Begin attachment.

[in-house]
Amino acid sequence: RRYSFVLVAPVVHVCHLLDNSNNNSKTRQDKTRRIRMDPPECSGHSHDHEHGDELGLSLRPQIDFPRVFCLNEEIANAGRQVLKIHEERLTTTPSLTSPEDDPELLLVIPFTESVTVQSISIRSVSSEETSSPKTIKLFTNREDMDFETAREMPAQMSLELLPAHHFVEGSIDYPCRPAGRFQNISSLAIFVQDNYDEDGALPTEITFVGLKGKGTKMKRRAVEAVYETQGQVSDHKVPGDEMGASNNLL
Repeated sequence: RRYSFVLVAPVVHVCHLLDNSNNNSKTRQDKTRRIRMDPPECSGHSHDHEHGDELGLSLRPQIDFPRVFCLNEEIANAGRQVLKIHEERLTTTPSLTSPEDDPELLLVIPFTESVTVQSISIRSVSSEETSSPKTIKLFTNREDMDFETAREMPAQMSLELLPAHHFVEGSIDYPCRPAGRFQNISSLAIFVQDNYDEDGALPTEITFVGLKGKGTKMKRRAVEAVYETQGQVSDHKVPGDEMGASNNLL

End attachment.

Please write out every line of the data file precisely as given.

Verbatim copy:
[in-house]
Amino acid sequence: RRYSFVLVAPVVHVCHLLDNSNNNSKTRQDKTRRIRMDPPECSGHSHDHEHGDELGLSLRPQIDFPRVFCLNEEIANAGRQVLKIHEERLTTTPSLTSPEDDPELLLVIPFTESVTVQSISIRSVSSEETSSPKTIKLFTNREDMDFETAREMPAQMSLELLPAHHFVEGSIDYPCRPAGRFQNISSLAIFVQDNYDEDGALPTEITFVGLKGKGTKMKRRAVEAVYETQGQVSDHKVPGDEMGASNNLL
Repeated sequence: RRYSFVLVAPVVHVCHLLDNSNNNSKTRQDKTRRIRMDPPECSGHSHDHEHGDELGLSLRPQIDFPRVFCLNEEIANAGRQVLKIHEERLTTTPSLTSPEDDPELLLVIPFTESVTVQSISIRSVSSEETSSPKTIKLFTNREDMDFETAREMPAQMSLELLPAHHFVEGSIDYPCRPAGRFQNISSLAIFVQDNYDEDGALPTEITFVGLKGKGTKMKRRAVEAVYETQGQVSDHKVPGDEMGASNNLL